*Scripture verses covered in this section's commentary are noted in italics

Ecclesiastes 1:8-11 meaning

Verses covered in this passage:

  • Ecclesiastes 1:8
  • Ecclesiastes 1:9
  • Ecclesiastes 1:10
  • Ecclesiastes 1:11

The Preacher (Solomon) asserts that determining our purpose in life from observation, reason, or invention is futile. He looks into how events in Time are cyclical and therefore are insufficient avenues for completing his search for meaning; nothing circumstantial is truly new or truly resolved.

Time presents a formidable support of Solomon’s assertion that all is vanity or vaporous in verse 2, because the more time passes, the more things repeat. Observing events through Time renders the conclusion that all things are wearisome. There is no observable purpose. No destination that can be determined from observation and reason.

This follows naturally from the preceding poem—trying to understand the whole of life is exhausting. And adding time to the exercise doesn’t help. It just makes it more wearisome. Solomon has asked what advantage or benefit humans could gain from their work, in light of the context of observing and understanding nature and the world around us. But this exercise is comparable to capturing and analyzing water vapor, fog.

Solomon’s assessment is comprehensive: he says all things are wearisome. The word translated things can also mean ‘words’ and is translated as such in most other occurrences in the Old Testament. Solomon might be saying that “all words” are wearisome. That the exercise of trying to explain life and its meaning is an exhausting exercise without a conclusion.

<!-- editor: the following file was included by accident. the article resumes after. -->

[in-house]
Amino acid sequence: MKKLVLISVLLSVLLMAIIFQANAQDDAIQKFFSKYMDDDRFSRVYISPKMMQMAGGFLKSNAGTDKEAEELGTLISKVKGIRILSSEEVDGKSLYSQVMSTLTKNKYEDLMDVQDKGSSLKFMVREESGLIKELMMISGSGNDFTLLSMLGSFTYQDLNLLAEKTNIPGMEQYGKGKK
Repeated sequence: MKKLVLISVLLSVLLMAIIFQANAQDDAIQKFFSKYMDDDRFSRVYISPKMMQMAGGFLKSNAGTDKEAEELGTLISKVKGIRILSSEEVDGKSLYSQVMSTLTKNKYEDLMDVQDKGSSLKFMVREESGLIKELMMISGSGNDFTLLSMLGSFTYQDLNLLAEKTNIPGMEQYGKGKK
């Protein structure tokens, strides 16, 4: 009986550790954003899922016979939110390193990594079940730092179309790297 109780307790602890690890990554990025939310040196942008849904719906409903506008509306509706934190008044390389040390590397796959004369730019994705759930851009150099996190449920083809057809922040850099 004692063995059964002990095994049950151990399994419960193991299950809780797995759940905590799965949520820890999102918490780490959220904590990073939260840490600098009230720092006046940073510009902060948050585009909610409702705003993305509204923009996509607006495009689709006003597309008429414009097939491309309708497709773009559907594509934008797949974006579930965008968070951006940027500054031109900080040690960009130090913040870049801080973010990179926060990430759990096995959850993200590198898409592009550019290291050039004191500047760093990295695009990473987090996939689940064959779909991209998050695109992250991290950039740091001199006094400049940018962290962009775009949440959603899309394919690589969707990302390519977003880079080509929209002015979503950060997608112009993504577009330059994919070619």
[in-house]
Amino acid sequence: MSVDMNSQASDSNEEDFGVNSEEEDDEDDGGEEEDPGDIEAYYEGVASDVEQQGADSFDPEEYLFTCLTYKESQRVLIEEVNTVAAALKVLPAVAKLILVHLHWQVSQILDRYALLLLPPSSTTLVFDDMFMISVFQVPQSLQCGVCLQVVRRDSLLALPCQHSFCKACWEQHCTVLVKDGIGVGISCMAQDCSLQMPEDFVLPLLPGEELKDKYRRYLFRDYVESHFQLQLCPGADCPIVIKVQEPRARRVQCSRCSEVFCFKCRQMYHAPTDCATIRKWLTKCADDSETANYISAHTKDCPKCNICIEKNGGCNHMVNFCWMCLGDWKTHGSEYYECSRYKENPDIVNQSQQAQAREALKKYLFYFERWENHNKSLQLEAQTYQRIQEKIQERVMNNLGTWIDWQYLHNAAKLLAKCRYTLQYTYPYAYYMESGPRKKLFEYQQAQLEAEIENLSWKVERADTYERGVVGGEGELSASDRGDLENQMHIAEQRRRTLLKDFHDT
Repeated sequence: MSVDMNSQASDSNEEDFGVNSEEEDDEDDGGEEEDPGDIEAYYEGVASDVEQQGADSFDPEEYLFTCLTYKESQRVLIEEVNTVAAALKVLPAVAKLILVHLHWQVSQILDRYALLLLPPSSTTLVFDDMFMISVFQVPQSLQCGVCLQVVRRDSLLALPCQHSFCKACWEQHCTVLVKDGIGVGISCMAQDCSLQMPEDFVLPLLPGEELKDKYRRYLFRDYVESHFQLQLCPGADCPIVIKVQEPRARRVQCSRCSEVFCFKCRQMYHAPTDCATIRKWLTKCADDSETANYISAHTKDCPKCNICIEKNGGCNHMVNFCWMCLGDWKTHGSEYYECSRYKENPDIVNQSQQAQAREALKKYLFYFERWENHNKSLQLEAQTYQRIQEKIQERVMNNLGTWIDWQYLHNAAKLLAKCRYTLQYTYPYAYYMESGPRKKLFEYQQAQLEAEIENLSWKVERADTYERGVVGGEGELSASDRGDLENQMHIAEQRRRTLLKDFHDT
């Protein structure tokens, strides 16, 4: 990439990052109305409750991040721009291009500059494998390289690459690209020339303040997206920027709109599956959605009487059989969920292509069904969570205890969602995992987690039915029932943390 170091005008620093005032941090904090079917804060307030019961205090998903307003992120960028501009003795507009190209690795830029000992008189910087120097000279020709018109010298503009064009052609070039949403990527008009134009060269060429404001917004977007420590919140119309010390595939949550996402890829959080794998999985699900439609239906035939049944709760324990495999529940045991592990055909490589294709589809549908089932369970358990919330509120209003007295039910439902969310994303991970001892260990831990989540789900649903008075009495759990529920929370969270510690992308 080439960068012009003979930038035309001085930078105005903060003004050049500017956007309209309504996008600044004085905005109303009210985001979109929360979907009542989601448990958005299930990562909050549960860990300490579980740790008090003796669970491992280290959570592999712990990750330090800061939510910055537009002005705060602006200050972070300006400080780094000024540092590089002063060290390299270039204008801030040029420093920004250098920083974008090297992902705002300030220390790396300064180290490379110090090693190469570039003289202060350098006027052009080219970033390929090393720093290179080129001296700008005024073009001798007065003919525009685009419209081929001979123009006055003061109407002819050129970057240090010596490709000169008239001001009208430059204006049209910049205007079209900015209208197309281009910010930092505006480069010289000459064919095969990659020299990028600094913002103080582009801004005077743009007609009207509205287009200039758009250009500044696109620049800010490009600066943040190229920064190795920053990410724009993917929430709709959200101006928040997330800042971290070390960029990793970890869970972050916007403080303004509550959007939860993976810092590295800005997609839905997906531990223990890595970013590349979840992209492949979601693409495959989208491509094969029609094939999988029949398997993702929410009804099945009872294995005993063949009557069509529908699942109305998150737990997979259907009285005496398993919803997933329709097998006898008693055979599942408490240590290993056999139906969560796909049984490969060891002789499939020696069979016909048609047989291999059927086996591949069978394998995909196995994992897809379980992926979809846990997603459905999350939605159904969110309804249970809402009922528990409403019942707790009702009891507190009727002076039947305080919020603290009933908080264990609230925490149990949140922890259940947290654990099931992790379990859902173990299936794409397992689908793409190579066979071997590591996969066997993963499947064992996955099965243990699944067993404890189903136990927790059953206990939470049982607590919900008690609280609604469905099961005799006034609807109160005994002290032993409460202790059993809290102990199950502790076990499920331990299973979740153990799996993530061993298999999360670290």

The next three lines of the poem provide a cluster of three images—words that cannot be told, eyes that cannot see with understanding, and ears that cannot hear. Each has an inadequacy. The words (or things) are wearisome and men are not able to properly speak. Human explanations fall short. They will be inadequate. Simply put, we don’t have the capacity to understand and explain our purpose based on reason and observation.

The eye is not satisfied with what it sees. It wants to see more. But more is never enough. When attempting to discern the meaning and purpose for humanity, the advantage of our efforts, observation does not lead to comprehension. Similarly, the ear is not fulfilled with what it hears. Explanations from others won’t provide the answer either. That puts all humans in the same boat.